‘There’s an awful lot of coffee in Brazil’ as Frank Sinatra informed us back in 1946 on the first recorded version of The Coffee Song and later covered by many, not least the Muppets in a 1997 episode of Muppets Tonight. Frank was quite right of course and given his alleged mafia connections, no-one was inclined to argue.
Brazil remains the world’s largest producer of coffee, responsible for about a third of it, although as a percentage of its total exports, it’s declined from over 50% in 1960 to just 2.5% in 2006 and with iron ore, crude petroleum and soy beans all now ahead of the venerable bean [not to be confused with the Venerable Bede, the Anglo-Saxon monk and scholar]. This is less to do with any decline in their coffee-producing capability but rather the growth of their other industries. In fact, Brazil was one of the largest growing economies from 2000-2012 and its GDP of over 5% overtook the UK at the latter end of this period. It experienced a recession in 2014 but has now recovered to post a 1% GDP growth in 2017 and remains the 9th biggest economy globally by nominal GDP.
At this point, I sense that our dear readers would rather wish me to get to the point which is to offer some last minute publicity for the overseas trade mission to Brazil. In response to a requirement from the Sao Paulo Fire Service potentially worth £80 million, the Joint International Fire Board [JIFB], the National Fire Chiefs Council [NFCC] and the Department for International Trade [DIT] Defence and Security Organisation [DSO] have organised this visit which takes place over 19th-21st February.
The opportunities cover a wide area of firefighting capability and include fire appliances, underwater rescue equipment, mobile and permanent command centres, IT and comms, breathing apparatus and personal protection equipment.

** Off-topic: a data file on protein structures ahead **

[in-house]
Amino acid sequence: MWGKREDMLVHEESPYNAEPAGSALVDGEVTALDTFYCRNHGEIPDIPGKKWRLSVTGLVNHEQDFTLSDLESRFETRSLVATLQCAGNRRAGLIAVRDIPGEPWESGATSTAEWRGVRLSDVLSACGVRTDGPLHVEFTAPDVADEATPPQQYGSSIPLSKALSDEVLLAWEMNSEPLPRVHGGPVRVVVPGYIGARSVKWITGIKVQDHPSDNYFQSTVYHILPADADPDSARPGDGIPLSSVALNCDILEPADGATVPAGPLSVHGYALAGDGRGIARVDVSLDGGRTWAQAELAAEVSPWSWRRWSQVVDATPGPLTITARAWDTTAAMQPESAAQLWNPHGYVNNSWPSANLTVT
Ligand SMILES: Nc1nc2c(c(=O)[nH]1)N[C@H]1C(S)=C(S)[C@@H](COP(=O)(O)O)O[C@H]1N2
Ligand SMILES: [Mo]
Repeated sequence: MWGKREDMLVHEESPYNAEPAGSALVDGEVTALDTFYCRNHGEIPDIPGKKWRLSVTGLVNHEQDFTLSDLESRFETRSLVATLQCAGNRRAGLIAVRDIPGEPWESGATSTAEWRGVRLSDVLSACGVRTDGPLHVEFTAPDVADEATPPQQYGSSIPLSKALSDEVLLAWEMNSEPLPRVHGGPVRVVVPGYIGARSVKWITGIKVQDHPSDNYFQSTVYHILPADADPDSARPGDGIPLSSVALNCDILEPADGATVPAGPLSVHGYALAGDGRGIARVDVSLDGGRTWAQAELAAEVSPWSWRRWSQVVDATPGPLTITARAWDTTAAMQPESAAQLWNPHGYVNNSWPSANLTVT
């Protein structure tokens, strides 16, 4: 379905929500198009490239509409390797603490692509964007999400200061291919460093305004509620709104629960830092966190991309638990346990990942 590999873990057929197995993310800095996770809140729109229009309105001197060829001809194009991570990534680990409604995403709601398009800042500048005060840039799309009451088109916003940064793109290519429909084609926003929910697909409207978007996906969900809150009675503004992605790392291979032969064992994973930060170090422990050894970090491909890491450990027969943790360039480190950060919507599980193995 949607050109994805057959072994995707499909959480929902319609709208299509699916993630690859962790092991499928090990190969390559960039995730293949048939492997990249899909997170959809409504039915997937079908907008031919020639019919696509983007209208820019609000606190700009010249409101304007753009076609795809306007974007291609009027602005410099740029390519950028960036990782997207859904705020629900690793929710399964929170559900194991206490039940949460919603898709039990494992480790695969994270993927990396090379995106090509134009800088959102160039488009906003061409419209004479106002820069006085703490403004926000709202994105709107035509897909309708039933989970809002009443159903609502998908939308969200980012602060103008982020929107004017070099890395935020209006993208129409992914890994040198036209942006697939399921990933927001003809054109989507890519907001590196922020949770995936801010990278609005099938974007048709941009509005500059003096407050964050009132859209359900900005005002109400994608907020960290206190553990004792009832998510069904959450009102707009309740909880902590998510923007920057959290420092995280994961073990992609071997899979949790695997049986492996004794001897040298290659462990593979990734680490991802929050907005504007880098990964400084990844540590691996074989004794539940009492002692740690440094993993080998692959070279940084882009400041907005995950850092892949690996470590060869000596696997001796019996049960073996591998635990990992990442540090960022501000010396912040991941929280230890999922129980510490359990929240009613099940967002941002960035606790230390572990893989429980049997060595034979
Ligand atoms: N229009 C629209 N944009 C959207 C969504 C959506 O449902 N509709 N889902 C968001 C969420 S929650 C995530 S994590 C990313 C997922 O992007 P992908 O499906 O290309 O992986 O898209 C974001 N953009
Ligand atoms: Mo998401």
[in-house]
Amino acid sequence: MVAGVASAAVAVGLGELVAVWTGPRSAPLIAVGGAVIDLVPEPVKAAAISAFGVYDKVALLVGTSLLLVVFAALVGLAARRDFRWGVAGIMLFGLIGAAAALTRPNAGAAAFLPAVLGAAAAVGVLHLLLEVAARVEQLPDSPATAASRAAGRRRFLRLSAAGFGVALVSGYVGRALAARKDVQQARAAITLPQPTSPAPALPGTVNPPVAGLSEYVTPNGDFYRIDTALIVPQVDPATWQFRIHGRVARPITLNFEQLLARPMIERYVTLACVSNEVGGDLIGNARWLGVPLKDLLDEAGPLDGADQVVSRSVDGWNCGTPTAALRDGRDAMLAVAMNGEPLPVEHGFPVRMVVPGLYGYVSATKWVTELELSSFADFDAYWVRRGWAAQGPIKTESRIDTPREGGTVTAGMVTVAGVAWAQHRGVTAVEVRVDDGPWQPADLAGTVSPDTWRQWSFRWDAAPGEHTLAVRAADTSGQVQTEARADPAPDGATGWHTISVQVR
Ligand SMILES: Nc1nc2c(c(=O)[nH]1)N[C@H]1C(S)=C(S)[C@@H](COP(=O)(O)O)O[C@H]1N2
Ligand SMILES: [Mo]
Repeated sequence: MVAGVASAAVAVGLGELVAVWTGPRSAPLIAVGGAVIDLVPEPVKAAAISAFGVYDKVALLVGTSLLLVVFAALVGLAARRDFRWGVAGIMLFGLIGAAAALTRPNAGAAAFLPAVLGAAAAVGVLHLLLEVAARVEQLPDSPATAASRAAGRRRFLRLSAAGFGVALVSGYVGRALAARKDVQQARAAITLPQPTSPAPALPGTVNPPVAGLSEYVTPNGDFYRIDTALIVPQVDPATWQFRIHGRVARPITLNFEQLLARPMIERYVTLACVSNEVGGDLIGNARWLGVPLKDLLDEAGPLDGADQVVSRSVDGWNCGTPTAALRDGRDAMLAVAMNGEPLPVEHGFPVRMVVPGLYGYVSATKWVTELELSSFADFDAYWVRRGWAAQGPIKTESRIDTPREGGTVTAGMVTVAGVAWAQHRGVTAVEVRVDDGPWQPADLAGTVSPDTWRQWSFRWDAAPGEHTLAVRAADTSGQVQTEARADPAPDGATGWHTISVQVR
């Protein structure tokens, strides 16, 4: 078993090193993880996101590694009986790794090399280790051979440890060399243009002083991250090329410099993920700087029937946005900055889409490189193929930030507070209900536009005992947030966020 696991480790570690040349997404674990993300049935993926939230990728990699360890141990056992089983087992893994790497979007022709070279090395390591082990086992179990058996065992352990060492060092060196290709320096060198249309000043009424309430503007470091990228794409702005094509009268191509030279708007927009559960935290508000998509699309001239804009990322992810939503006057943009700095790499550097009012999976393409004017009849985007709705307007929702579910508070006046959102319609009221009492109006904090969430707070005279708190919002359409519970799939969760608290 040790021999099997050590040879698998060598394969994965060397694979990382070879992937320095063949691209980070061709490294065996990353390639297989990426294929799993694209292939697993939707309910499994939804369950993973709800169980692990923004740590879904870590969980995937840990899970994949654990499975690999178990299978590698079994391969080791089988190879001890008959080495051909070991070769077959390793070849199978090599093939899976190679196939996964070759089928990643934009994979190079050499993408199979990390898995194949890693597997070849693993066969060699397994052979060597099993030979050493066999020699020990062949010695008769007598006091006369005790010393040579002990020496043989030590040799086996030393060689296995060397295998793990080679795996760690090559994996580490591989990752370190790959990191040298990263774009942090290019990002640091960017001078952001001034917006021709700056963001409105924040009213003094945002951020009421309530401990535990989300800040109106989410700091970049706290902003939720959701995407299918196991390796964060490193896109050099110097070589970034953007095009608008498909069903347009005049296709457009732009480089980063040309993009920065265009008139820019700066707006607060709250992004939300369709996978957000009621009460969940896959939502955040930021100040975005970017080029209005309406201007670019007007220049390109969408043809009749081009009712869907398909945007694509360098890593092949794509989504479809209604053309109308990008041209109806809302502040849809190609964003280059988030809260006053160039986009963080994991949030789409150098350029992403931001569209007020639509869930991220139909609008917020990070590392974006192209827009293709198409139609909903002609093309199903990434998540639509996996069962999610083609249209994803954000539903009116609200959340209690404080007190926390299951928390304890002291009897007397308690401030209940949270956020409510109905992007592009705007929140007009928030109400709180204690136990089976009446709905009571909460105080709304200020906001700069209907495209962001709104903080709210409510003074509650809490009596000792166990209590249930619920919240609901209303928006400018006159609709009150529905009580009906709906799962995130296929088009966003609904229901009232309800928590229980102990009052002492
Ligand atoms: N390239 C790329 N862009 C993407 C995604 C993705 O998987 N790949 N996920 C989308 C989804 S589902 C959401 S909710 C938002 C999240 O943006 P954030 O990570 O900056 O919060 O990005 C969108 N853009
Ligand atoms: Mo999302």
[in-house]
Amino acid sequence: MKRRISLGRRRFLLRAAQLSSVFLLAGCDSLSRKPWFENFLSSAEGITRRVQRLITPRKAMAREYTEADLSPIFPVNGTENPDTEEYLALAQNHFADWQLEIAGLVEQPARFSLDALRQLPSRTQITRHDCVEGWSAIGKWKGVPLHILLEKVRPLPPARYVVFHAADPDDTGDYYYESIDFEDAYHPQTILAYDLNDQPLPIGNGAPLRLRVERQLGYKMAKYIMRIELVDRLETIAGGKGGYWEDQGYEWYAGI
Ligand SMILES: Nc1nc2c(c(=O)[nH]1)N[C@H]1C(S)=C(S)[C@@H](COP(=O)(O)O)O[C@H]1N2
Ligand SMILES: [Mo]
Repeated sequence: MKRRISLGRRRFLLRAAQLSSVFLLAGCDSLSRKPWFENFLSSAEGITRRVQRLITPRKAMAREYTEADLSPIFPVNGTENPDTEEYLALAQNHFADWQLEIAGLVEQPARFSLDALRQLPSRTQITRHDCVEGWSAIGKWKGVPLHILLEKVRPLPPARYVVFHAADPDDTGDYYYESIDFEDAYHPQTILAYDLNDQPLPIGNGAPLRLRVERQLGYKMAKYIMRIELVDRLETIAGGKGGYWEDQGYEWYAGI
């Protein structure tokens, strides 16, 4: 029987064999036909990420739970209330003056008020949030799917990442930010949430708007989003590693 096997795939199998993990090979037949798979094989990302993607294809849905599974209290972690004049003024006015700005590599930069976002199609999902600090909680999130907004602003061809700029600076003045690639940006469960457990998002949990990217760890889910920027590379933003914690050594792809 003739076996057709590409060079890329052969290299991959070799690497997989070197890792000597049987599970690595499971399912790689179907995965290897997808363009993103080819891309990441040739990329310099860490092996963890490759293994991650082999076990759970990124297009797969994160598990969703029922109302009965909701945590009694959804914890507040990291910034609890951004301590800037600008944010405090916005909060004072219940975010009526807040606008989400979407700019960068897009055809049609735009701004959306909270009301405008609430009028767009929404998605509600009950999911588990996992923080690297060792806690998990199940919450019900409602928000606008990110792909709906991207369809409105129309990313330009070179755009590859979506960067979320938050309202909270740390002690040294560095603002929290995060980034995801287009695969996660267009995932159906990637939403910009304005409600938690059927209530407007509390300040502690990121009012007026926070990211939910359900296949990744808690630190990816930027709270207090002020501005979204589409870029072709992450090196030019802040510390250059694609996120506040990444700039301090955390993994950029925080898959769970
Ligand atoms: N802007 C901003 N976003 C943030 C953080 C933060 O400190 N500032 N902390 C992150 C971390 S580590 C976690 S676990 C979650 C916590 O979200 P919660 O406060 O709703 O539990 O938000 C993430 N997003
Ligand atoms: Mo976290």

The trip will enable you to learns about opportunities in the Brazil fire market and to network directly with acquisitions representatives from the Fire Services of the 26 States of Brazil in one place at the same time. You'll also be able to showcase your products and services supported by the UK government and help define the client's requirements as part of relationship building and exploring opportunities in-country.
On 21st February, the mission will visit the capital Brasilia where companies will have a chance to meet with decision makers from the Fire Services from the other 25 States of Brazil and representatives from their Ministry of Justice as well as local Industry. This will take place in the British Embassy Brasilia.
The participation fee is £1000 [excl. VAT] which covers the costs of putting on the event, including venue hire, interpreting and receptions.
We currently have seven companies going over to Brazil but the deadline for sign-up has been extended to 19th January for others to participate in placing themselves in the forefront of a real and imminent project to supply UK Fire and Rescue products overseas.
If you have any enquires in the meantime please contact Richard Freeman, Senior Police and Security Adviser DIT DSO via email: firstname.lastname@example.org
If there’s an awful lot of coffee in Brazil, there is also an outstanding opportunity for UK Fire and Rescue suppliers. At this point, I really wish to thank my colleagues at the JIFB, notably Sarah Adamson who travelled to Sao Paulo to develop this opportunity late last year, and DIT personnel in London and Brazil who have put together a superb programme for the mission that will place UK suppliers in pole position to take advantage of a major sales opportunity.
To sign up for this mission, go to the Eventbrite website to book by clicking here; Password for the link is BrazilFire.
If you find coffee not particularly to your taste, other beverages are of course available. Everything Stops For Tea was first performed by Jack Buchanan and was featured in the 1935 musical Come Out Of The Pantry. Buchanan crooned this gem in an impeccable English accent although he was born and raised in Scotland. He enjoyed a long and successful career in the theatre and in film although his death in 1957 prevented him from that ultimate stage and screen pinnacle of achievement, an appearance on the Muppet Show.
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